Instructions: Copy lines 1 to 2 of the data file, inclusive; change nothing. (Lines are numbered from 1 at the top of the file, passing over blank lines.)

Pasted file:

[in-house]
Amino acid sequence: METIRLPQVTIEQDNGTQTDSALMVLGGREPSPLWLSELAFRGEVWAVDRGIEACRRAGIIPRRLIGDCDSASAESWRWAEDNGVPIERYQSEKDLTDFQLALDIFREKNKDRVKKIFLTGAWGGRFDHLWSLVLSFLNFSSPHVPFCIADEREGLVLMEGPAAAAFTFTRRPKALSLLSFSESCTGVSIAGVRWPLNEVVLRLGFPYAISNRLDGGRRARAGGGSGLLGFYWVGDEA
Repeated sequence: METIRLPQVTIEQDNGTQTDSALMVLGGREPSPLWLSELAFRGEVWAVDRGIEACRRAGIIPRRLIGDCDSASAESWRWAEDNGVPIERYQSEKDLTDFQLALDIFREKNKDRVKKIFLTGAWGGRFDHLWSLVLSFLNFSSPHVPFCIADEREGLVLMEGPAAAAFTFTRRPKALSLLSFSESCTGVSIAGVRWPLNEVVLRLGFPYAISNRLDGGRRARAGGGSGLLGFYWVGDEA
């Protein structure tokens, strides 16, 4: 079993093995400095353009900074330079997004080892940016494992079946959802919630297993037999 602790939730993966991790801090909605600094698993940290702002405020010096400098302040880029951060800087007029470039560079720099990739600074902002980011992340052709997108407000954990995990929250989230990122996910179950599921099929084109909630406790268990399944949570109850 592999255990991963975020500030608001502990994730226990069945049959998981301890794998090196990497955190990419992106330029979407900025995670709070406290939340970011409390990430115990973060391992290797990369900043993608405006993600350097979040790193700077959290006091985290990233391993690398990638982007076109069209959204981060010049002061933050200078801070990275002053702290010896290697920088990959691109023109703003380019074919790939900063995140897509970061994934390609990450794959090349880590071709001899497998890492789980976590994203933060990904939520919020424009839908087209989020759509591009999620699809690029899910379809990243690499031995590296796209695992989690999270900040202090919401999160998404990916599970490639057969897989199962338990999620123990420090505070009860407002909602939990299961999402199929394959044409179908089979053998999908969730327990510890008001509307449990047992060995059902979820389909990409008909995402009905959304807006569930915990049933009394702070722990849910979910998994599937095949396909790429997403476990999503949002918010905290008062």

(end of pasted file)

[in-house]
Amino acid sequence: METIRLPQVTIEQDNGTQTDSALMVLGGREPSPLWLSELAFRGEVWAVDRGIEACRRAGIIPRRLIGDCDSASAESWRWAEDNGVPIERYQSEKDLTDFQLALDIFREKNKDRVKKIFLTGAWGGRFDHLWSLVLSFLNFSSPHVPFCIADEREGLVLMEGPAAAAFTFTRRPKALSLLSFSESCTGVSIAGVRWPLNEVVLRLGFPYAISNRLDGGRRARAGGGSGLLGFYWVGDEA